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The Third World Of California

`CALIFORNIA used to be a bellwether for the rest of the country,'' says Mervin Field, dean of the state's pollsters. But if it says less about America's future, it still says much about the country's present. California is America's leading third-world state, where demographics has overtaken politics.

California whites represent some 58 or 59 percent of the population; on election day, however, whites account for 85 percent of the vote. Of the nonwhite sector, three fourths are Hispanic and Asian. Efforts to enroll minority voters are stymied by language, illegal status, and registration laws. Some 200,000 more new students appear at the school doors each year; bilingual instruction in Los Angeles County schools runs to over 80 languages.

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Many newcomers hang back within enclaves, seeking work but not learning English. And yet night schools for English as a second language run literally around the clock.

Economic forces are driving a wedge between the classes. Million-dollar homes are under construction along the canals of Venice, by the ocean. So-called affordable housing development is diverted inland to the desert scrim.

Los Angeles is losing dominance as urban sprawl creeps toward the Mexican baja, where demographers picture the American Pacific coast's largest city arising early in the next century.

With a love-hate restlessness, the Mexican-American population shifts northward and back south again.

Jerry Brown, the former governor who now heads the state Democratic Party organization, takes no great note of the Hispanic and Asian tide. He says of immigrants: ``They've been coming since the Gold Rush.''

He and Field agree that the state's political structures are losing relevance before the state's human and economic dynamics. ``The parties are quasi-public utilities,'' Brown observes. ``The source of money to register people to vote gets smaller, but the number of people to register gets larger.'' The legislature is captured by special interests, he says. Ballot initiatives, bafflingly worded, intimidate voters.

Field picks up the same theme. ``Elections are not deciding things any more,'' he says. Ballot issues include environment themes with their own shorthand: ``big green vs. big brown,'' ``big stump vs. forests forever.''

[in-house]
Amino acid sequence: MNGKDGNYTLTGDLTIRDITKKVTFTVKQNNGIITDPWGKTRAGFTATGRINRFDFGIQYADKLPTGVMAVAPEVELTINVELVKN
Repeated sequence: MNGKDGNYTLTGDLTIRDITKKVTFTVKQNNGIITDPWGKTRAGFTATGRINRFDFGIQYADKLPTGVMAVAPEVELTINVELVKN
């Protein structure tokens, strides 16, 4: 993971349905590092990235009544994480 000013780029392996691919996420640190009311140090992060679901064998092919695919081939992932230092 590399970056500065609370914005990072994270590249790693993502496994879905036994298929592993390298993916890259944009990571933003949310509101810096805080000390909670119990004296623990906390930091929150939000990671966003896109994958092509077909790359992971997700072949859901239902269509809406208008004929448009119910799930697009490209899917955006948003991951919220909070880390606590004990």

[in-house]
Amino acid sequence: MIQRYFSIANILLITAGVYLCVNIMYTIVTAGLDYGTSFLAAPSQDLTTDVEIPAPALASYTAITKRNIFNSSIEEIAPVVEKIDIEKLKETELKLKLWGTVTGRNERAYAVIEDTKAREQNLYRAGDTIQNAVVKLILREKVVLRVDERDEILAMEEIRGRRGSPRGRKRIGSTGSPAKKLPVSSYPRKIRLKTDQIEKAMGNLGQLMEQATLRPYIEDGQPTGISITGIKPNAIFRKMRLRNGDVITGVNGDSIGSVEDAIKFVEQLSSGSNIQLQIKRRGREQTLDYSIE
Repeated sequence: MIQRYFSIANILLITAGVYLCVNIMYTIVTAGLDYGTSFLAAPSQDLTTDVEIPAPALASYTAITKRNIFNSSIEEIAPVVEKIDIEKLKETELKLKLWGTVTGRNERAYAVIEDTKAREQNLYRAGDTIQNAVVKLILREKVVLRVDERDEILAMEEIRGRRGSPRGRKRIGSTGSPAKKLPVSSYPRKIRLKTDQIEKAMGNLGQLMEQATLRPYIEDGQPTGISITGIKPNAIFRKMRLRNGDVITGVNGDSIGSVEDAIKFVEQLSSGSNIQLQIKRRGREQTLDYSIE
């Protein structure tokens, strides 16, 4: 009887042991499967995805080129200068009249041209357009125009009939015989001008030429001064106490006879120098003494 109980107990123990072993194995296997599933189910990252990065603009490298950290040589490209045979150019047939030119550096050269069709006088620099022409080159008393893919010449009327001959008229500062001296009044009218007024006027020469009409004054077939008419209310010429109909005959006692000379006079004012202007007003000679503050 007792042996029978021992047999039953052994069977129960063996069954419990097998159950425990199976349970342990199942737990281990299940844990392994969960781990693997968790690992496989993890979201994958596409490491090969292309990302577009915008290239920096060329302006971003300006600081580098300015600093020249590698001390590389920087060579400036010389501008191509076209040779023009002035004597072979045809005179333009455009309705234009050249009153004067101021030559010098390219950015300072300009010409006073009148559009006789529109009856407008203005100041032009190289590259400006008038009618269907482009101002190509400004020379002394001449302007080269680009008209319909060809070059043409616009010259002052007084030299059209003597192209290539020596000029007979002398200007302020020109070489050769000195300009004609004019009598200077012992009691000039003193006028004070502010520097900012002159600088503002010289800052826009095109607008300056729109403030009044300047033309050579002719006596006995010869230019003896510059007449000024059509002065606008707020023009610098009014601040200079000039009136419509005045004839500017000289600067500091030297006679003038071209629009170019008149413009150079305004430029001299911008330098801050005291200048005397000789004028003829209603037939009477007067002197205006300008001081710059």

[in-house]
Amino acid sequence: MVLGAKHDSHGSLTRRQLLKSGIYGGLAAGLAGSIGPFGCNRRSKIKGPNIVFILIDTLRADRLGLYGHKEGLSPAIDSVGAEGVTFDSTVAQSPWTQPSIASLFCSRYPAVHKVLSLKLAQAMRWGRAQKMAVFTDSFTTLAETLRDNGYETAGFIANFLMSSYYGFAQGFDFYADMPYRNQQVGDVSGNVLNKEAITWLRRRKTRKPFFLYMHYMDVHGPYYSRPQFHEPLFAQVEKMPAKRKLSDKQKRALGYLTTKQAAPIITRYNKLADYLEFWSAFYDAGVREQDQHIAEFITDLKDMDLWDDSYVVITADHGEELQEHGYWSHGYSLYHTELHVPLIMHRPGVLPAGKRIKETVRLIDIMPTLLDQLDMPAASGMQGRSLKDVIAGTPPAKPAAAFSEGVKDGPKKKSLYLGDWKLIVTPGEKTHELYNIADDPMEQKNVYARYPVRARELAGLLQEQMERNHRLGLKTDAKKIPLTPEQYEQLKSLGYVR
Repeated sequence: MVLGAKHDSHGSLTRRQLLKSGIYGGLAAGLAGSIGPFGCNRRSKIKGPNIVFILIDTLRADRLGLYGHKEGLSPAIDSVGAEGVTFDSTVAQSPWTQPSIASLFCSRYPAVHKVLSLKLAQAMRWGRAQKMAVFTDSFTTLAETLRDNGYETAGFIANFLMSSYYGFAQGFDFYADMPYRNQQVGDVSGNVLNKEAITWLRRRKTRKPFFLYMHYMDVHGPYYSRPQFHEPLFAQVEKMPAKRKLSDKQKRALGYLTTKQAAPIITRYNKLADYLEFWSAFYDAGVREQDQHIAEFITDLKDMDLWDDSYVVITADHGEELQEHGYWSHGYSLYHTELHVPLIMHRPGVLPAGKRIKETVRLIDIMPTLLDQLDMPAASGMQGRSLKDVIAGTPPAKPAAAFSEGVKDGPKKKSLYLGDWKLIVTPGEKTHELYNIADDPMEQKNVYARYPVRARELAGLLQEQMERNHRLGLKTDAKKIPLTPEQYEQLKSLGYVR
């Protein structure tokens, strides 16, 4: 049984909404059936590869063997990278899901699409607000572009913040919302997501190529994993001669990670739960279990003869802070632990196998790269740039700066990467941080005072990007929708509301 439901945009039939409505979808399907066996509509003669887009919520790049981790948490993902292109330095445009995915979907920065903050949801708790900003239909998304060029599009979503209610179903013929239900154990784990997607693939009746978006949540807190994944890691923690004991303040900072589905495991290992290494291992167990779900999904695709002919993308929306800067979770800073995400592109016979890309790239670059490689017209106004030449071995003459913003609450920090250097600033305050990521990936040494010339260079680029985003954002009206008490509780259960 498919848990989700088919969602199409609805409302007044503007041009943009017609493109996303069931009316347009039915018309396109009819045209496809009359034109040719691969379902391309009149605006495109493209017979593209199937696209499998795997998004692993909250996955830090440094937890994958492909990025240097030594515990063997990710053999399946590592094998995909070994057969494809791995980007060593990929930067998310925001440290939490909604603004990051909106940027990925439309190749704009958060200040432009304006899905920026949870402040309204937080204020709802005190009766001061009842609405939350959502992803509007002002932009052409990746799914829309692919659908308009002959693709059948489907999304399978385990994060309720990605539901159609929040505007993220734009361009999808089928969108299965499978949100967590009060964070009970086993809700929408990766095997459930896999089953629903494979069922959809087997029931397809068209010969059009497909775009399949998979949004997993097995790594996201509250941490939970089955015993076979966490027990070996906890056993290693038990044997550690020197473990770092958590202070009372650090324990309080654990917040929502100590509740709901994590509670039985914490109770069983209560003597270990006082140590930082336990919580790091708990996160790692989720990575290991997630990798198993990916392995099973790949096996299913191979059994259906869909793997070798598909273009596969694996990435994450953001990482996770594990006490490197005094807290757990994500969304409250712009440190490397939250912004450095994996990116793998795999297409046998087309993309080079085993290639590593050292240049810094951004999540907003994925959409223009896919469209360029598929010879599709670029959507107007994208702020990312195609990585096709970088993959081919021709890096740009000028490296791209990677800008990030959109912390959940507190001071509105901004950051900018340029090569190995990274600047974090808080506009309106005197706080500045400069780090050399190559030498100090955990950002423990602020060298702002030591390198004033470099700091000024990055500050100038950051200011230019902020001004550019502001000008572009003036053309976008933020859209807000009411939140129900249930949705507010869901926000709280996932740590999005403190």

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To make elections competitive again, Brown would: 1) Give the parties five hours' television time to allocate as they see fit, 2) extend franking privileges to challengers equal to those of incumbents for the previous two years, and 3) give tax credits for registration.

The governor's race between Democrat Dianne Feinstein and Republican Pete Wilson is close. The issue, to Brown, is change. ``What's the new thrust?'' he asks. ``What's the counter to the Reagan ascendancy? That cycle is now exhausting itself. It's harder to go to school, take care of your parents, buy a house, pay for your health.''

Demographic change is skewing California's education system. ``Kids used to have lots of choices here among colleges, community colleges, universities,'' Field says. ``When 30 percent of the rest of the country had a college education, in California it was 10 points higher.'' Not so now.

The Anglo and Hispanic cultures do not so much clash as look past each other. The Hispanic community has its own divisions. Two-thirds of South and Central American immigrants to the US, in addition to Mexicans, seek out California.

To help bridge the continental divide opening between Hispanic and Anglo readerships in southern California, the Los Angeles Times has just bought a half-interest in La Opinion, the Spanish-language daily hungry for cash to finance its growth.

Self-preoccupied, California by turns seems annoyed by its diversity, and indifferent. Its communities are held together less by common values than by the length of commutes. Californians have been withdrawing their interest from world affairs, Field says. At the same time an influx of immigrants is making it more a microcosm of the rest of the have-and-have-not world.

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